Audi’s “Daughter” has certainly been one of the most talked commercials in this year’s Super Bowl, with 12 million views on YouTube and ranked the third on Ad Meter (Ad Meter, 2017). Narrated by the voice of a father, this commercial shows a cart race won by his daughter and advocates gender equality.
Advertisements concerning gender issues have been increasingly popular, talking about gender equality, stereotypes and female empowerment (Schultz, 2017). Among them, there are Always’ “Like A Girl” which infuses positive meanings into a stereotyped description, and Pantene’s “Labels Against Women” which encourages women to be strong. From the perspective of female audience, it feels great to see advertisements are taking notice of these issues and making efforts to convey encouraging messages. Brands with sincere caring propositions can therefore win enhanced recognition and more sales from woman customers.
However, what about men?
According to Ad Meter (2017), “Daughter” has the largest rating difference between females and males among the commercials in Super Bowl. It could be implied that, commercials promoting gender equality and breaking woman stereotypes are not quite effective to man audience. Concerning the purpose, if brands are aimed at resonating with female consumers or expanding the customer base to reach more women, they have achieved their goals. Nevertheless, they may fail to exert a more profound influence on the gender issues they address, since they only inspire females and neglect males’ thoughts to an extent.
What’s more, these advertisements may depict male characters in a relatively negative way (BBC, 2017). To be more specific, in “Like A Girl”, a boy says some words that could insult his sister and thinks girls are usually effeminate. In “Daughter”, the boy competitors are complacent and also bully the girl by bumping her on the racing track. These depictions could send the messages to audience that men are not treating women with equality and seeing them with gender stereotypes. Inevitably, men could be placed on the opposite side of what are being praised and encouraged in these advertisements. Aren’t these also composing the stereotypes of men?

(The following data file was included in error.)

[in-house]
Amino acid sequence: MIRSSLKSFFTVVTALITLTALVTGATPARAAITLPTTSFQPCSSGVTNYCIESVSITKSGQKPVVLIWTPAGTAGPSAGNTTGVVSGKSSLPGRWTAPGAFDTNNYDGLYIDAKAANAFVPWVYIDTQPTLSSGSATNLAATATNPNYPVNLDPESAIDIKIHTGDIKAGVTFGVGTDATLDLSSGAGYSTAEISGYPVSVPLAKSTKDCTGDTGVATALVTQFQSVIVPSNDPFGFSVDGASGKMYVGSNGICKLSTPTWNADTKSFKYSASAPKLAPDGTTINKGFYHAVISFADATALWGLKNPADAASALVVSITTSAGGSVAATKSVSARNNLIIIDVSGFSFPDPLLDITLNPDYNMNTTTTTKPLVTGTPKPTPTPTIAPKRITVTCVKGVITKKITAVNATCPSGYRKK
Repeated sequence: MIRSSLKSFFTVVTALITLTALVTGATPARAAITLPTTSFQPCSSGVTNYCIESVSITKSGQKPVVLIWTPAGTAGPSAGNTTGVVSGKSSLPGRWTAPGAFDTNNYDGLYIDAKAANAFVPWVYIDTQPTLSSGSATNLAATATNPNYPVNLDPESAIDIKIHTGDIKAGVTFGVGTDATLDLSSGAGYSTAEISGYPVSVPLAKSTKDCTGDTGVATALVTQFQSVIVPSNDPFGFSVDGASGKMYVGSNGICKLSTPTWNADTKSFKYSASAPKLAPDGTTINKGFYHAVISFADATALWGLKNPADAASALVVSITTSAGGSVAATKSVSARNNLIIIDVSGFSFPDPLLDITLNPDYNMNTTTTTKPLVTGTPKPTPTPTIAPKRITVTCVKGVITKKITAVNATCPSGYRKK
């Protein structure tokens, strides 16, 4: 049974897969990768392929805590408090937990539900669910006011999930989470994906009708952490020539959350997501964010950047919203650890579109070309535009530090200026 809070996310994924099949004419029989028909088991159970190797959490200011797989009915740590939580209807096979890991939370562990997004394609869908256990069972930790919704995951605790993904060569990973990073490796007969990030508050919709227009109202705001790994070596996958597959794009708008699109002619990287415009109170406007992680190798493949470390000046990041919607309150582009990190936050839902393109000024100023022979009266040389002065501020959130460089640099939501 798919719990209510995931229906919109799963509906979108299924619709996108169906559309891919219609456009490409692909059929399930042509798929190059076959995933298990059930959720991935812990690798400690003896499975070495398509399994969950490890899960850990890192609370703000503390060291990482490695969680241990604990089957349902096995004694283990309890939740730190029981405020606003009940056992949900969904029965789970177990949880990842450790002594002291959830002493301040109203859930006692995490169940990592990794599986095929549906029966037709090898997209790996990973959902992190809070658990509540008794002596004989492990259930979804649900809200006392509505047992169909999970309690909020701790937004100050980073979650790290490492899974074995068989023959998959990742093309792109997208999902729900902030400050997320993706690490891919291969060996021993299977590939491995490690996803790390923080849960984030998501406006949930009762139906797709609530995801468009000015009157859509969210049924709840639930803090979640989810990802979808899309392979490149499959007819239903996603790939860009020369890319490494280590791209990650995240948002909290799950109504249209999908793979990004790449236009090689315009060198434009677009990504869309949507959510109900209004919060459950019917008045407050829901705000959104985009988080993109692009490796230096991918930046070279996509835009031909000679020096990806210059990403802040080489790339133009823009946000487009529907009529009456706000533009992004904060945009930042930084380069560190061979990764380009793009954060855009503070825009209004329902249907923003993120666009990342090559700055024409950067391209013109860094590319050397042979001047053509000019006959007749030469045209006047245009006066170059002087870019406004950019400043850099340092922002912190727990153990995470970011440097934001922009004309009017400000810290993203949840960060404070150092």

“The representation of gender is advertising needs to move on from a focus on ‘objectifying women’ to thinking about people as a whole” (Chahal, 2016, para. 1). Endeavor to break stereotypes of women might bring about forming stereotypes of men (Chahal, 2016). It is thus vital for brands to take responsibility for the messages that they are conveying to consumers. How do you feel about these advertisements advocating gender equality and breaking stereotypes of women? What do you think of the different responses from males and females about these advertisements? Are these advertisement forming stereotypes of men in some ways?
As consumers, we don’t want to be described with stereotypes in commercials. As marketers, maybe we need to think further about how to convey the messages.
Ad Meter. (2017). 2017 Ad Meter Results. Retrieved from http://admeter.usatoday.com/results/2017
Ad Meter. (2017). “Daughter”. Retrieved from http://admeter.usatoday.com/commercials/daughter/
BBC. (2017, February 6). Super Bowl: Audi’s Daughter ad divides viewers. BBC News. Retrieved from http://www.bbc.com/news/world-us-canada-38885451
Chahal, M. (2016, October 5). Gender stereotyping is about people not just women. Marketing Week. Retrieved from https://www.marketingweek.com/2016/10/05/unilever-gender-stereotyping-is-about-people-not-just-about-women/
Schultz, E.J. (2017, February 1). Audi Addresses the Gender Pay Gap in Its Super Bowl Ad. Creativity. Retrieved from http://creativity-online.com/work/audi-daughter/50757